Issue - August 2007

August 2007

In this issue, Amy Pollock reviews the successes of Arnold Browers school garden project, while Lucy Witter talks with the rector of an English school enrolling impoverished students; we hear form Save the Children about their reconciliation programme after the Cochabamba riots in more...

August 2007

Tiwanaku in the Yungas of Cochabamba

Walter Sanchez of the Archaeological Museum introduces an unknown Cochabamba to all of us, Tiwanaku culture and his influence in ceramics

By: Walter Sanchez
Museo de Arqueoligía, San Simón
Trasnlated by: Carmen Copa , Kevan Brown
Daniela Viljoen

The Tiwanaku culture is known in Cochabamba specifically due to its ceramics. What marked theTiwanaku’s presence? Research has offered various models of inter-regional interaction, through which this culture has been interpreted. Dick E. Ibarra Grasso suggests it was due to military domain. Geraldine Byrne de Caballero agrees with John Murra and David Browman, that these interactions gave way due to the socio-economic control and direct access through agricultural colonization (vertical control of ecological terraces). Ricardo Céspedes describes two phases of the Tiwanaku culture: The first being what is called “illataco” (350a.C.-725a.C.).

This phase describes groups of locals and Tiwanakus having contact between both cultures and promoting exchange between themselves. The second phase is referred to as “piñami”, (725a.C.-1,100a.C.), a time when Tiwanaku migrated to Cochabamba. It is believed that during this second phase is when Cochabamba became one of the main capitals of the region, that later influenced and controlled surrounding areas. Alvaro Higueras, after proposing four models - political subordination, vertical control, trade of exotic goods and independence (or status quo) – believed that even through the presence of Tiwanaku style ceramic in Cochabamba, there was still a minimized predominance of local groups (model of status quo), resulting in a more direct presence of Tiwanaku people.

Ricardo Céspedes was the first archaeologist to report findings of Tiwanaku style ceramic in the Yungas of Paracti. In 2002, a small site that was dug in the yungas verified the presence of this cermic style in excavation. In 2003, during a search carried out with archaeologist Ramón Sanzetenea in the Yungas of San José, we were able to collect a small sample of fragments of Tiwanaky ceramic at the nina Rumi Punta site.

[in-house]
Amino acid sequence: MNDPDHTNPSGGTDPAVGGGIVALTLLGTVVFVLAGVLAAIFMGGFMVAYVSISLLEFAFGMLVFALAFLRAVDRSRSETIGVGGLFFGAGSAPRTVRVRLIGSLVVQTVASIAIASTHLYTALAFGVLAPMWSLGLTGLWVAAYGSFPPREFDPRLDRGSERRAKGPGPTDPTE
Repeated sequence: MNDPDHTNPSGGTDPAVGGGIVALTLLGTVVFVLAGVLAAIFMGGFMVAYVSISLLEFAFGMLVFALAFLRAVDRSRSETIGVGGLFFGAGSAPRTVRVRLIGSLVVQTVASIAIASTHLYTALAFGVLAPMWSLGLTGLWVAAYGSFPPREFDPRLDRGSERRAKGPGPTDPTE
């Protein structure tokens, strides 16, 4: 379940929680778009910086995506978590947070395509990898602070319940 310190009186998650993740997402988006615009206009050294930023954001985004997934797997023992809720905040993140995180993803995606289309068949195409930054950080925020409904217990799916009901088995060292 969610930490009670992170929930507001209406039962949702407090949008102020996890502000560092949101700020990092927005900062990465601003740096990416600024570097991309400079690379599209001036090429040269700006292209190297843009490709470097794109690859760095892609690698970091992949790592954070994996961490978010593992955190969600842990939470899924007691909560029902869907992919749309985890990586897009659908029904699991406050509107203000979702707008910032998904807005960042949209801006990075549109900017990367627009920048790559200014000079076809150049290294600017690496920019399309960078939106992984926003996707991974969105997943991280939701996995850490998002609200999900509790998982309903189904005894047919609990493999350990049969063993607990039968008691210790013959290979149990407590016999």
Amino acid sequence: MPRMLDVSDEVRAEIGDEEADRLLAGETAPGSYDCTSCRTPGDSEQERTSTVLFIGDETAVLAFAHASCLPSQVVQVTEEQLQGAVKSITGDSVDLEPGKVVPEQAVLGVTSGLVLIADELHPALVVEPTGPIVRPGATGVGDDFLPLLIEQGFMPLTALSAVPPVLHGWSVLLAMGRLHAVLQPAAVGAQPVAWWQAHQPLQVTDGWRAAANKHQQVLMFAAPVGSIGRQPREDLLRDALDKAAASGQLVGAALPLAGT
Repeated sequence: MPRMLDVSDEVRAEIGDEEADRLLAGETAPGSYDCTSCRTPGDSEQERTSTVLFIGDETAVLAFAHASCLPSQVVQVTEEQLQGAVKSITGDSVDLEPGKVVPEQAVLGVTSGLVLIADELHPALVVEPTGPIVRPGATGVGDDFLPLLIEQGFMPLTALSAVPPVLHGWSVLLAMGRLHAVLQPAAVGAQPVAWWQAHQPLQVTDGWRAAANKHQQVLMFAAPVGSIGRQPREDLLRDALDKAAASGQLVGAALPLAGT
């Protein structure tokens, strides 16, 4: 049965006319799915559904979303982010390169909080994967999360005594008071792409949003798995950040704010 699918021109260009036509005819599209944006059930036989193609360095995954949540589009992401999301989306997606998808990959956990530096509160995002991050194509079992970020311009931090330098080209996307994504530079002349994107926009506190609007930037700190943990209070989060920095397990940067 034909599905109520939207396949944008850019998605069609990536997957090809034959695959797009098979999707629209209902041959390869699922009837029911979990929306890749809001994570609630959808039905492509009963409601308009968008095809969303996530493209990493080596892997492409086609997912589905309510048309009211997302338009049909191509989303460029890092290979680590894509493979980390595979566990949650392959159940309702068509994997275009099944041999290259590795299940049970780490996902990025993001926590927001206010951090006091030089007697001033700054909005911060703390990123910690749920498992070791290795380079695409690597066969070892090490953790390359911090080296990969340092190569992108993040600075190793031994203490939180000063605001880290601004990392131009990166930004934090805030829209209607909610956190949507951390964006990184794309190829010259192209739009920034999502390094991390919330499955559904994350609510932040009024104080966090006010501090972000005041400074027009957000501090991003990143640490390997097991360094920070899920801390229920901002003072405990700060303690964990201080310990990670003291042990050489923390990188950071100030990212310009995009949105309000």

In 2005, with the Archaeological Project “Tablas Monte” (through an agreement between the Swiss organization ASDI and the Universidad Mayor de San Simón), we carried out Walter Sanchez of the Archaeological Museum introduces an unknown Cochabamba to all of us, Tiwanaku culture and his influence in ceramics an excavation of four different sites in the town of Tablas Monte, demonstrating the presence of Tiwanaku style ceramics, relating to the two phases that had been proposed for Cochabamba, the “illataco” and “piñami”, related to or associated with local ceramic as well as from the alluvial plains of the Chapare region.

There are no models, nor interpretations regarding the ways of inter-regional interaction between the Yungas or Tiwanakus. And it is less than likely that even a direct domain existed due to military conquest or that there was any type of agricultural colony of Tiwanakus in the yungas. It is more probable that this is due to an accumulation of diverse mechanisms between those who must have prevailed in commerce and exchange. The excavation of a Tiwanaku “cista”, or offering, in Tablas Monte, suggests the presence of Andean culture during agricultural rituals. Therefore, it would be factual to suggest migratory causes. An important group during this time of trade could have been the “llameros” of Colomi, Pisle, Pallq’a, Ch’apicira and Altamachi. It is possible that these “llameros” were strongly linked to the Tiwanaku, and therefore be the ones who carried these Tiwanaku ceramics to favor their commerce and trade.

Another important element that arises from the excavations in Tablas Monte is the presence of ceramics similar to those of the alluvial plains of Chapare. This fact makes the process of interaction more complex and suggests that the yungas was a more strategic site situated between the high lands and low lands. Other data that could be of great significance is that the yungas of Tablas Monte makes up one of the smaller regions of the Andes that allows for both pre-Hispanic “Andean” agriculture, such as the arracacha, yacón, achira, walusa, locoto and peanut, as well as Amazonian agriculture such as manioc.

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